Diabetes researchers have high hopes that a tuberculosis vaccine is also efficient in curing type-1 diabetes. The vaccine, dating back a century, has already received FDA approval to move to mid-stage trials and test it in 150 adults suffering from advanced diabetes.
Lead researcher of the study Dr. Denise Faustman, head of the Massachusetts General Hospital Immunobiology Laboratory in Boston announced the approval for the bacillus Calmette-Guerin (BCG) vaccine at the 75th Scientific Sessions of the American Diabetes Association on Sunday.
Type-1 diabetes affects roughly 5 percent of all diabetes patients, according to the statistics offered by American Diabetes Association. That means that almost three million people struggle with a deficit immune system which wrongfully destroys the insulin-producing beta cells.
In the first preliminary trial, BCG injections that were administered to patients every four weeks proved to temporarily destroy diabetes-causing cells. Insulin secretion was also reversed in patients, also temporarily and in small quantities.
Dr. Faustman and her colleagues are embarking on a five-year controlled trial starting this summer, when patients aged 18 to 60 are invited to enter the study. Participants will receive two injections, four weeks apart – some of BCG and other placebo – followed by annual injections and monitoring over the next four years.
As the preliminary trial was the foundation for this second trial, the success of the 4-year trial will offer evidence for an even larger study in a greater number of patients. The preliminary experiment only demonstrated a statistically significant response to BCG, but it was only temporary.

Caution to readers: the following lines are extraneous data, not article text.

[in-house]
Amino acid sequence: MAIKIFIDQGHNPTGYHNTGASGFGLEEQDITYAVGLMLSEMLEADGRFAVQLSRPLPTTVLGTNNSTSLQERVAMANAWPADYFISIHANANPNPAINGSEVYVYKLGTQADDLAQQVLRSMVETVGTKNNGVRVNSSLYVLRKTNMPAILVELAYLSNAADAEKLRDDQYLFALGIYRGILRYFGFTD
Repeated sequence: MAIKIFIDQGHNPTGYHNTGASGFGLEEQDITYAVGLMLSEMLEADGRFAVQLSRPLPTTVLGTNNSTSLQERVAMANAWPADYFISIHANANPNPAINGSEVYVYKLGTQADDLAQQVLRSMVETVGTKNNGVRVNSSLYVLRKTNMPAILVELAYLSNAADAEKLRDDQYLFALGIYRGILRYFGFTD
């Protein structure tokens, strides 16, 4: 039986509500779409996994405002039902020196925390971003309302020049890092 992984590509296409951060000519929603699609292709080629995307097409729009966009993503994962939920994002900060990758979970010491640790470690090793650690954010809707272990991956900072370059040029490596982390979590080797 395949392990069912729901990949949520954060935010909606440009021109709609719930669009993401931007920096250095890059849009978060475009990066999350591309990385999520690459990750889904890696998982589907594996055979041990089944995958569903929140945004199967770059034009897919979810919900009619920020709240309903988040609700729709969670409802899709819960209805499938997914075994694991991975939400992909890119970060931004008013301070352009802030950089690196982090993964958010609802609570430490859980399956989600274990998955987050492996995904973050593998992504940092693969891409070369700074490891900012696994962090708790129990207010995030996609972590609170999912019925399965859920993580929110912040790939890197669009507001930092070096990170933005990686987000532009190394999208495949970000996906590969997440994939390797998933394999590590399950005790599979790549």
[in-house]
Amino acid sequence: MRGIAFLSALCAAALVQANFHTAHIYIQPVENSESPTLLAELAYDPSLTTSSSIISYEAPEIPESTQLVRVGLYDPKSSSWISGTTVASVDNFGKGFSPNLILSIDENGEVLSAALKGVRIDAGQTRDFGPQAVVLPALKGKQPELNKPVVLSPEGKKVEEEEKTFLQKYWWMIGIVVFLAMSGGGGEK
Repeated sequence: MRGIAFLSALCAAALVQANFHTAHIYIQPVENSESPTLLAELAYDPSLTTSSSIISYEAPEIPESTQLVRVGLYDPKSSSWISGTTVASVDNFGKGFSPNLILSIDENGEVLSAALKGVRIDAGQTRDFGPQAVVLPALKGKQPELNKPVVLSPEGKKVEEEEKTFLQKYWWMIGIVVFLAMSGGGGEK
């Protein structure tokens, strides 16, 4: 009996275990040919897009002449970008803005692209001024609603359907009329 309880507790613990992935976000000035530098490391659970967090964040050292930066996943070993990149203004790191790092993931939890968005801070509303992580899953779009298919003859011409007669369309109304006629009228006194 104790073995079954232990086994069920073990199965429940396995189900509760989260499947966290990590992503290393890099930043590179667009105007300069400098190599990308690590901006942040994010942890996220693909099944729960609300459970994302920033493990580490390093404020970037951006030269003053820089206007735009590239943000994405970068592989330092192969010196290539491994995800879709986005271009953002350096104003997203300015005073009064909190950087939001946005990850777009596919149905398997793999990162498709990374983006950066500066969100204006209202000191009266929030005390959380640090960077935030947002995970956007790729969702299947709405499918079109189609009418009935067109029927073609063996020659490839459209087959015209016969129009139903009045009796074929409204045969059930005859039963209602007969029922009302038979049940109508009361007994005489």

Faustman’s goal is to establish a long-lasting positive response in diabetes patients. She explained the 4-year medical adventure is not a prevention trial; the purpose if finding the regimen that will prove efficient in treating an advanced disease.
Initially, the BCG vaccine was used as medication against tuberculosis, a treatment which became available for patients in 1921. In recent years, the same vaccine proved efficient in the treatment of bladder cancer.
For over 90 years, all the safety and clinical data has showed the drug to have an impeccable record. Even so, there are some diabetes specialists still skeptical about its ability of curing diabetes.
Robert Sobel, an assistant professor of endocrinology at Northwestern University’s Feinberg School of Medicine, believes that the medical community would have better results if they would look for prevention methods rather than hoping to find the cure.
The biggest challenge the teams working with type-1 diabetes are facing right now if finding a good treatment that would prove successful not only in the short-term, but also in the long-term. Faustman’s trial has already secured more than $19 million for the study, out of the $25 million total.
Image Source: The Muslim Times